Tag Archives: irony

Shameful Irony

We didn’t get a chance to talk about it in class, but one of my favorite essays in Consider the Lobster is “The View from Mrs. Thompson’s.” Considering the subject matter, I didn’t quite know what to expect from Wallace. But, not to sound overly cheesy, I found the essay to be extremely moving and heart-warming.

The essay reminded me of how amazing Wallace is at using one backdrop or situation as an excuse to discuss or comment on about ten other things.   And that’s what I feel he does so beautifully in “The View from Mrs. Thompson’s.” Yes, September 11th is in the story; it’s there and looming in the background, but the essay is much more about the people, about Bloomington, Illinois, and about himself.

Through his experience on the day of and the day after September 11th, we get a glimpse into the lives of the community in Bloomington, the people who “aren’t unfriendly but do tend to be reserved” (128). We learn about the tendency of people in Bloomington to watch TV together: “what you do in Bloomington is all get together at somebody’s house and watch something” (134). TV, for the people of Bloomington, is the main venue with which they experience the rest of the world, the rest of reality. And because they desire to experience the world together as a community, watching TV becomes a social phenomenon. (An interesting point because it seems to be contrary to Wallace’s argument in E Unibus Pluram that TV fosters a cycle of utter loneliness…)

On the day of Horror, Wallace himself partakes in such communal television viewing. And even while the Horror is going on around him, the most profound insights Wallace gathers that day have to do with the immediate people around him rather than what is happening on TV. He realizes that though the Bloomington women aren’t stupid or ignorant, they are decidedly “innocent” (139). And that in Mrs. Thompson’s living room around the TV, “there is what would strike many Americans as a marked, startling lack of cynicism…” (139). Wallace goes on to explain that it would occur to no one in the room in Bloomington, Illinois that “all three network anchors are in shirtsleeves” (139) or that there are any number of cynical and detached observations that could be made about the situation unfolding. He claims that “nobody’s near hip enough to lodge the sick and obvious po-mo complaint: We’ve Seen This Before” (140). In describing what the Bloomington women don’t do, Wallace essentially admits that he himself made these cynical and hip observations in his head. But, for the first time in a Wallace essay, I feel like there is a palpable sense of shame attached to such “po-mo” remarks: “part of the horror of the Horror was knowing, deep in my heart, that whatever America the men in those planes hated so much was far more my America, and F—‘s, and poor old loathsome Duane’s, than it was these ladies” (140)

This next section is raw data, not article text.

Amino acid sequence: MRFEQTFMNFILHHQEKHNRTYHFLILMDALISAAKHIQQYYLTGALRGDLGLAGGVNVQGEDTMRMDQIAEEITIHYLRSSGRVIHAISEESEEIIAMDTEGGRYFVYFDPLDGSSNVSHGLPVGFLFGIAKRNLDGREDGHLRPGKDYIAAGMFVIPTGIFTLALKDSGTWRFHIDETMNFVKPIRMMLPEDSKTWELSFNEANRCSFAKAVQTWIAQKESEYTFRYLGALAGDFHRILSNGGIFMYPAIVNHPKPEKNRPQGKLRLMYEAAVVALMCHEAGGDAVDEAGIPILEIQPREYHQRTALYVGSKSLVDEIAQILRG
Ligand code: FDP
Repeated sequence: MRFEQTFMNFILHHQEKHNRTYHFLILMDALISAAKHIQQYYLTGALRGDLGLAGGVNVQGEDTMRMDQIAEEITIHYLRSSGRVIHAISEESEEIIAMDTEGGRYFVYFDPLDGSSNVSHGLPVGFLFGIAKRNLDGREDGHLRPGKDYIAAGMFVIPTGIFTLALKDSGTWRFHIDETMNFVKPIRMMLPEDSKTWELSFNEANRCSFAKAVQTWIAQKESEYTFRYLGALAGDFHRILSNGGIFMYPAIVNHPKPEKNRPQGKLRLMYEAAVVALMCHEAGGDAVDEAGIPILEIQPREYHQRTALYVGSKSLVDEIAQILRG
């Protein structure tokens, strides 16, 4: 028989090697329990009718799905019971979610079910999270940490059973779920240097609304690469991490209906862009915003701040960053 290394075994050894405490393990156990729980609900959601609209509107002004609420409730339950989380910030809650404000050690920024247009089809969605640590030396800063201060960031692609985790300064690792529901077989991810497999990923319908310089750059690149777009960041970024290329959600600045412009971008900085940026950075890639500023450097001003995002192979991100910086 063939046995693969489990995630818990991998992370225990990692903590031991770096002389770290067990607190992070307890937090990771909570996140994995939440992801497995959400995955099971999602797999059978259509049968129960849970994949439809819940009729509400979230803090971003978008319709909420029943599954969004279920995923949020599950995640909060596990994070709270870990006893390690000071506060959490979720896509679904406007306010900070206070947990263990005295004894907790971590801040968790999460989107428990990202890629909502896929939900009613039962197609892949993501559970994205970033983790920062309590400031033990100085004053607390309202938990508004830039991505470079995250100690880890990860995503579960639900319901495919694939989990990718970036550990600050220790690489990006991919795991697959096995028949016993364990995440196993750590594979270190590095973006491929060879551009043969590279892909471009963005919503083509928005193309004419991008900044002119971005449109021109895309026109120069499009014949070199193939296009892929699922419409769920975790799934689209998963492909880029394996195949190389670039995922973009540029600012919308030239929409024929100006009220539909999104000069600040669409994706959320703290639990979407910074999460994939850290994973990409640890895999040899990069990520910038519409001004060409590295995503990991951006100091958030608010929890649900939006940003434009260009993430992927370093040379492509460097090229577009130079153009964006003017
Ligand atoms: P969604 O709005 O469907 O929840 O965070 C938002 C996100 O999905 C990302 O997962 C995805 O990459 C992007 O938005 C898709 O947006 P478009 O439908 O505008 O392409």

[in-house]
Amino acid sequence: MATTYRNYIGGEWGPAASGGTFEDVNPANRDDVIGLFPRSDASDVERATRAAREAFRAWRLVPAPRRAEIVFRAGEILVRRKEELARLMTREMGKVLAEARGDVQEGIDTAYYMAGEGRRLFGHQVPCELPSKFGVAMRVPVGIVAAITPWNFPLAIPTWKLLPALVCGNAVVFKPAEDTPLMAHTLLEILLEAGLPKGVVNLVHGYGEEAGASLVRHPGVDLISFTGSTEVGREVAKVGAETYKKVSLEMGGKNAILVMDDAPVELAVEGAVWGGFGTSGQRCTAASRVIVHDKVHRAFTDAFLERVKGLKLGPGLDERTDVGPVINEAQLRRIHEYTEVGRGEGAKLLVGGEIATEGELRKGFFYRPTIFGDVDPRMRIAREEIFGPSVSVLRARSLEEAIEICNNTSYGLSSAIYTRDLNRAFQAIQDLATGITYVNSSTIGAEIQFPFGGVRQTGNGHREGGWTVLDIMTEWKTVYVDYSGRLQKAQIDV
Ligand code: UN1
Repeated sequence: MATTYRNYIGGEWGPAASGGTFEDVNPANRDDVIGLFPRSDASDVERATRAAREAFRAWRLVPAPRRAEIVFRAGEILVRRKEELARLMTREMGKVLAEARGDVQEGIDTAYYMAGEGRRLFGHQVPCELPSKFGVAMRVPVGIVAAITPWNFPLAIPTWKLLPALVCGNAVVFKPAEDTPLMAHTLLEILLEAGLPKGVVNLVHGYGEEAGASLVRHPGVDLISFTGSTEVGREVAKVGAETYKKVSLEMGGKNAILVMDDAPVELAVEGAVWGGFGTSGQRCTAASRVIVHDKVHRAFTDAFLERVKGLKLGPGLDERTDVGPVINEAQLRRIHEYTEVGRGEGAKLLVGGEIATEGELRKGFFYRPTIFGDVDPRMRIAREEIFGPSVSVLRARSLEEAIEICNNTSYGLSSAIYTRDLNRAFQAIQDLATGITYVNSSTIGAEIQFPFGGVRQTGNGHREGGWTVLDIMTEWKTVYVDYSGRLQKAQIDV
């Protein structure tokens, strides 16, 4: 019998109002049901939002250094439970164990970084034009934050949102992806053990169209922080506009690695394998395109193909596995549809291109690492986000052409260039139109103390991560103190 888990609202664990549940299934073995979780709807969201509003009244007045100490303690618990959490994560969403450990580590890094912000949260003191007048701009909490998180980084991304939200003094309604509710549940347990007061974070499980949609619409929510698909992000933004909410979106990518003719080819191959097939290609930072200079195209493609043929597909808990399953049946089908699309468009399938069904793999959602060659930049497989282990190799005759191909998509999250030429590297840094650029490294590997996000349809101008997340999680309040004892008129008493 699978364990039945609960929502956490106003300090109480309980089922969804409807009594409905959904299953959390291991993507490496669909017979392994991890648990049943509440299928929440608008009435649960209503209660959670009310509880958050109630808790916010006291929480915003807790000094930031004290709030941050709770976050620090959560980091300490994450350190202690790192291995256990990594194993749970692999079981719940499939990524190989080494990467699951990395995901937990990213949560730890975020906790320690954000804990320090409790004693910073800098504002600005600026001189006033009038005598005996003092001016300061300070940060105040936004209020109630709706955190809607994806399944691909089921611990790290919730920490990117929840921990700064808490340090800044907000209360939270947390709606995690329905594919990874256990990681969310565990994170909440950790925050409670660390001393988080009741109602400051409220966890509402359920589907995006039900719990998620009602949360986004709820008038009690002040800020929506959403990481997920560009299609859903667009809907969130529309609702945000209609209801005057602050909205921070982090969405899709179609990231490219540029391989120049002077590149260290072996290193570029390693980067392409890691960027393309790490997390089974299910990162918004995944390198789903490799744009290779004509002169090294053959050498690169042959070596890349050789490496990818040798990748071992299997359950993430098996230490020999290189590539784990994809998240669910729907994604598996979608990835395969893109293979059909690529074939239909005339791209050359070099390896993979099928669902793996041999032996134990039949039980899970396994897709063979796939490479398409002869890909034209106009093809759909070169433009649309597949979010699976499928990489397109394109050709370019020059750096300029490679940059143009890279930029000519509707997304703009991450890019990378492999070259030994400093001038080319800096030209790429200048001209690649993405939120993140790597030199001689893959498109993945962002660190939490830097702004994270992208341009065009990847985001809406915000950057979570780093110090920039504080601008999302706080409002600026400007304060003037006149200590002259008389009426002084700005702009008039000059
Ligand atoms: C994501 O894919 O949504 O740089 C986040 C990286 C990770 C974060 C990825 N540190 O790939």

In the rest of Wallace’s work, yes, cynicism and irony is bad and is a cage, but no one seems to be truly ashamed of being trapped in that cage. Some people may want out and try to get out, though I don’t think we’ve seen any succeed. And for those who can’t get out, there is not much guilt involved because it is pretty clear that being trapped in the cage of irony is the norm. But, when Wallace is surrounded by “truly decent, innocent people” (140), he acquires a sense of guilt from his cynicism. And it was that guilt that was, at the same time, so heart-wrenching to witness but also, so refreshing to see. It was really interesting to see Wallace confront his irony and cynicism in a way I don’t think he’s ever done before.

And this essay made me wonder if we have, in fact, encountered any characters who have harbored much shame because of their cynicism or irony. I’m feel like we haven’t (I’m not sure if Neal in Good Old Neon actually felt guilty or shameful as much as he felt frustrated and fed up), but I could be missing someone. Any ideas?

“The whole idea of treating cancer by giving the cancer cells themselves cancer” p 572

I don’t know how Wallace comes up with some of this stuff.

The passage on pages 569-574 is really funny, but I’m wondering what the deeper significance to the rest of the novel is.   This is the passage where Mike Pemulis comes across a blind-folded Idris Arslanian and the two start talking about how much of the NNE waste gets catapulted up to the Great Concavity to counteract some crazy growth that occurs as a result of a lack of pollution in the area.   The lack of pollution was caused by an idea of JOI’s in which two highly toxic and radioactive particles combined to create some sort of stable, non-toxic compound.